Criminal Law (Child Grooming) Bill 2014: First Stage

I move:

That leave be granted to introduce a Bill entitled an Act to provide for offences in relation to the grooming of children for the purposes of sexual exploitation; to provide for matters connected therewith; and to give effect to Directive 2011/93/EU of the European Parliament and of the Council of 13 December 2011 on combatting the sexual abuse and sexual exploitation of children and child pornography, and replacing council Framework Decision 2004/68/JHA.

I thank the Ceann Comhairle for this opportunity to outline to the House the reasoning behind my Bill, which seeks to create an offence of child grooming for sexual exploitation and to explain to colleagues why such legislation is necessary. Through my work on the Oireachtas Joint Committee Justice, Defence and Equality and my contacts with front-line agencies, I believe such a move is necessary to tidy up the current laws to ensure the protection of children.

Deputies may note that while this is a short Bill, that does not take away from its important content. We all will be aware of the considerable levels of public concern about allegations of grooming on a large scale in Rotherham in England, especially allegations that many of those responsible have managed to evade justice. Deputies, however, may not be aware of the number of children shockingly being moved around our country to be sexually exploited, 30 of whom were detected over a two-year period. Members from all sides of the House will agree that we must ensure the most robust laws possible are in place to combat these heinous crimes.

The intention of this Bill is clear. Persons undertaking certain acts, including soliciting, requesting, counselling, encouraging, procuring or enticing a child under the age of 17 to do any act, including meeting an adult, shall be guilty of an offence. In addition, persons communicating with a child, by whatever means, with a view to gaining the trust of that child for the purpose of doing anything that would constitute sexual exploitation shall be guilty of an offence. To underline the seriousness of the crimes involved, such offences shall carry penalties on conviction not exceeding 14 years' imprisonment.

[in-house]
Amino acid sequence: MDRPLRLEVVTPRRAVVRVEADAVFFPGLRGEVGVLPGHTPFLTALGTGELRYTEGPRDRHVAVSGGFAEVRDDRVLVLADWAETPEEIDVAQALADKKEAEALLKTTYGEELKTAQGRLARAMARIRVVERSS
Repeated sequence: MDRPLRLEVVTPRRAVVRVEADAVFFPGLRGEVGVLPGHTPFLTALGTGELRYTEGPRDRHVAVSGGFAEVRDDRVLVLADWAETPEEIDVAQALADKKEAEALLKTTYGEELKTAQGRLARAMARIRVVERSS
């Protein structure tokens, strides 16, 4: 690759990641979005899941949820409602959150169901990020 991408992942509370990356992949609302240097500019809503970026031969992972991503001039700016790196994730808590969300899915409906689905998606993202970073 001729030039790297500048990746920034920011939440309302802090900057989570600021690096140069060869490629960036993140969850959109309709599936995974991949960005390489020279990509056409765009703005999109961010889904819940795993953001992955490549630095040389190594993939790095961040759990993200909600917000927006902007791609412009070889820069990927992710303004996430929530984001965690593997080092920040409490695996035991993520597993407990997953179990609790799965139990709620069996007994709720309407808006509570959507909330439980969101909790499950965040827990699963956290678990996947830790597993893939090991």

It is also important to note that while some of the public commentary around my proposals has been about online grooming, these offences would also apply to offline grooming so as to protect children in the general community and not only when they surf the net. It is worth noting that the proposed measures already enjoy cross-political support, with the Oireachtas Joint Committee on Justice, Defence and Equality in June of last year unanimously backing the creation of the offence as part of its review of the laws on prostitution.

Since placing the Bill in the public domain, I have been greatly encouraged by the number of people coming forward to support it and the endorsement it has received from front-line agencies, including the Immigrant Council of Ireland, the Dublin Rape Crisis Centre and Ruhama.

We now have an opportunity to ensure that those who seek to harm our children can find no hiding place in the law and cannot use legal confusion to escape justice. I am seeking the support of all Deputies for this Bill. The creation of the offence not only reflects the unanimous view of the Oireachtas Joint Committee on Justice, Defence and Equality but will also bring Ireland into line with European directives. We must build on the political consensus already achieved. It is my hope we quickly move to establish this offence and ensure there is no escape for those who want to prey on children.

Is the Bill opposed?

Since this is a Private Members' Bill, Second Stage must, under Standing Orders, be taken in Private Members' time.

I move: "That the Bill be taken in Private Members' time."

Question put and agreed to.